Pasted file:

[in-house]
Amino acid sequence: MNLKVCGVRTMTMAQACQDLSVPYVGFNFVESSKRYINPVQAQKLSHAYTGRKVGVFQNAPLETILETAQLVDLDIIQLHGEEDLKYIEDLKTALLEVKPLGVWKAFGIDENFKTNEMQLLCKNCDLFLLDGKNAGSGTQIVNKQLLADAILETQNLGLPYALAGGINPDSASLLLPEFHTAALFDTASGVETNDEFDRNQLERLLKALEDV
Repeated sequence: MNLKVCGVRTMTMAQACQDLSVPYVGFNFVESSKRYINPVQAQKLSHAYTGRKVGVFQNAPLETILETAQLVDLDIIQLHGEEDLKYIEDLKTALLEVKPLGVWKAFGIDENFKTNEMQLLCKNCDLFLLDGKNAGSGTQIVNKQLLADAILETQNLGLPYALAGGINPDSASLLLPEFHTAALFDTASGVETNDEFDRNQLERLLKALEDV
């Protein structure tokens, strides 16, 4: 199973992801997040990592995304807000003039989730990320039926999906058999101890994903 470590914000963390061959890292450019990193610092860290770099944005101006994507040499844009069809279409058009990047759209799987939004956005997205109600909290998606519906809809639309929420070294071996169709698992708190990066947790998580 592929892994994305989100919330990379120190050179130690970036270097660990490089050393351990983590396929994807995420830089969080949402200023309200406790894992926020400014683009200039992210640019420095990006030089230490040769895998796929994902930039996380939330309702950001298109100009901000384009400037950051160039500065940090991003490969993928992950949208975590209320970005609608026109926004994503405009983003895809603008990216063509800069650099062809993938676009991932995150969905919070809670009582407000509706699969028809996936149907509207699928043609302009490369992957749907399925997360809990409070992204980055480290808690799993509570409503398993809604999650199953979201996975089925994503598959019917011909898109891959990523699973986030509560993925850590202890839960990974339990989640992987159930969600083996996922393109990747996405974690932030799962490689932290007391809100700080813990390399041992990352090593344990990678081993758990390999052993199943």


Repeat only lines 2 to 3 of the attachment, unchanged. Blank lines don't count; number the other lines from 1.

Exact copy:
Amino acid sequence: MNLKVCGVRTMTMAQACQDLSVPYVGFNFVESSKRYINPVQAQKLSHAYTGRKVGVFQNAPLETILETAQLVDLDIIQLHGEEDLKYIEDLKTALLEVKPLGVWKAFGIDENFKTNEMQLLCKNCDLFLLDGKNAGSGTQIVNKQLLADAILETQNLGLPYALAGGINPDSASLLLPEFHTAALFDTASGVETNDEFDRNQLERLLKALEDV
Repeated sequence: MNLKVCGVRTMTMAQACQDLSVPYVGFNFVESSKRYINPVQAQKLSHAYTGRKVGVFQNAPLETILETAQLVDLDIIQLHGEEDLKYIEDLKTALLEVKPLGVWKAFGIDENFKTNEMQLLCKNCDLFLLDGKNAGSGTQIVNKQLLADAILETQNLGLPYALAGGINPDSASLLLPEFHTAALFDTASGVETNDEFDRNQLERLLKALEDV